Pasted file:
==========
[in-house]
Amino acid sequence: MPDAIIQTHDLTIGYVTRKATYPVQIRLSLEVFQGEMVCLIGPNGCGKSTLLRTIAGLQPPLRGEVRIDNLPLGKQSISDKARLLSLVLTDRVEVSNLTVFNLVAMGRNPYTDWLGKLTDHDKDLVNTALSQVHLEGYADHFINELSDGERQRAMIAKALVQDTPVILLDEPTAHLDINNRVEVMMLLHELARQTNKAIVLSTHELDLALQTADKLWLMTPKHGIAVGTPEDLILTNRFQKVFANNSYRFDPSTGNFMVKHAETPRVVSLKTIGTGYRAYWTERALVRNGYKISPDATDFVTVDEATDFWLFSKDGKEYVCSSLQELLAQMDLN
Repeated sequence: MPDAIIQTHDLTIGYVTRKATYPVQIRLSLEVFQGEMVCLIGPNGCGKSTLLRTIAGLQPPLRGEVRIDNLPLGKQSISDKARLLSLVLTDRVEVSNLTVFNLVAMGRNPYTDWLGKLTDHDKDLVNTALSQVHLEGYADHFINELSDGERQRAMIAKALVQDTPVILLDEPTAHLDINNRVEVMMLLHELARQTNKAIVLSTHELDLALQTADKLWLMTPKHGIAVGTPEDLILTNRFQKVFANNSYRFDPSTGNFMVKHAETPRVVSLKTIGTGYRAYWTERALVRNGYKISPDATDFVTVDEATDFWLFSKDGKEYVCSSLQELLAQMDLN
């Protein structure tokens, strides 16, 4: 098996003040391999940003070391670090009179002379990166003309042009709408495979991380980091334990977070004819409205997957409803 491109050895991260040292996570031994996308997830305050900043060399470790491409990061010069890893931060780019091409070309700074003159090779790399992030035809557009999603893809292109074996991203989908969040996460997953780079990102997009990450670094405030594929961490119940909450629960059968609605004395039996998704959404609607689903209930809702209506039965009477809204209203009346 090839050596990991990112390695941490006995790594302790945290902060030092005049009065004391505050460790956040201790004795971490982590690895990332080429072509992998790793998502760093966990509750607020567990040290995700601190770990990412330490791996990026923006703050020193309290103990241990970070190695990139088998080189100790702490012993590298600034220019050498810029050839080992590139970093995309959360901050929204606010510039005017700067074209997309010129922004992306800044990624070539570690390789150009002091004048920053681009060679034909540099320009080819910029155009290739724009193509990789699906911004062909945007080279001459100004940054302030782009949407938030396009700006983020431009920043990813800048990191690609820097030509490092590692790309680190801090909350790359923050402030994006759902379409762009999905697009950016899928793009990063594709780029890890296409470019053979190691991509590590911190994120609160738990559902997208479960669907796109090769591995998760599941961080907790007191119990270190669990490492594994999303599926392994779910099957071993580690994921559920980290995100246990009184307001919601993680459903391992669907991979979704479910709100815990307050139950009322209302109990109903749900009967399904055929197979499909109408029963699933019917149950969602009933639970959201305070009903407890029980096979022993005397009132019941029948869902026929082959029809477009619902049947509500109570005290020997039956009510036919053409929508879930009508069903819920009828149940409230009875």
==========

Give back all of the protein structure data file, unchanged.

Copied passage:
[in-house]
Amino acid sequence: MPDAIIQTHDLTIGYVTRKATYPVQIRLSLEVFQGEMVCLIGPNGCGKSTLLRTIAGLQPPLRGEVRIDNLPLGKQSISDKARLLSLVLTDRVEVSNLTVFNLVAMGRNPYTDWLGKLTDHDKDLVNTALSQVHLEGYADHFINELSDGERQRAMIAKALVQDTPVILLDEPTAHLDINNRVEVMMLLHELARQTNKAIVLSTHELDLALQTADKLWLMTPKHGIAVGTPEDLILTNRFQKVFANNSYRFDPSTGNFMVKHAETPRVVSLKTIGTGYRAYWTERALVRNGYKISPDATDFVTVDEATDFWLFSKDGKEYVCSSLQELLAQMDLN
Repeated sequence: MPDAIIQTHDLTIGYVTRKATYPVQIRLSLEVFQGEMVCLIGPNGCGKSTLLRTIAGLQPPLRGEVRIDNLPLGKQSISDKARLLSLVLTDRVEVSNLTVFNLVAMGRNPYTDWLGKLTDHDKDLVNTALSQVHLEGYADHFINELSDGERQRAMIAKALVQDTPVILLDEPTAHLDINNRVEVMMLLHELARQTNKAIVLSTHELDLALQTADKLWLMTPKHGIAVGTPEDLILTNRFQKVFANNSYRFDPSTGNFMVKHAETPRVVSLKTIGTGYRAYWTERALVRNGYKISPDATDFVTVDEATDFWLFSKDGKEYVCSSLQELLAQMDLN
């Protein structure tokens, strides 16, 4: 098996003040391999940003070391670090009179002379990166003309042009709408495979991380980091334990977070004819409205997957409803 491109050895991260040292996570031994996308997830305050900043060399470790491409990061010069890893931060780019091409070309700074003159090779790399992030035809557009999603893809292109074996991203989908969040996460997953780079990102997009990450670094405030594929961490119940909450629960059968609605004395039996998704959404609607689903209930809702209506039965009477809204209203009346 090839050596990991990112390695941490006995790594302790945290902060030092005049009065004391505050460790956040201790004795971490982590690895990332080429072509992998790793998502760093966990509750607020567990040290995700601190770990990412330490791996990026923006703050020193309290103990241990970070190695990139088998080189100790702490012993590298600034220019050498810029050839080992590139970093995309959360901050929204606010510039005017700067074209997309010129922004992306800044990624070539570690390789150009002091004048920053681009060679034909540099320009080819910029155009290739724009193509990789699906911004062909945007080279001459100004940054302030782009949407938030396009700006983020431009920043990813800048990191690609820097030509490092590692790309680190801090909350790359923050402030994006759902379409762009999905697009950016899928793009990063594709780029890890296409470019053979190691991509590590911190994120609160738990559902997208479960669907796109090769591995998760599941961080907790007191119990270190669990490492594994999303599926392994779910099957071993580690994921559920980290995100246990009184307001919601993680459903391992669907991979979704479910709100815990307050139950009322209302109990109903749900009967399904055929197979499909109408029963699933019917149950969602009933639970959201305070009903407890029980096979022993005397009132019941029948869902026929082959029809477009619902049947509500109570005290020997039956009510036919053409929508879930009508069903819920009828149940409230009875």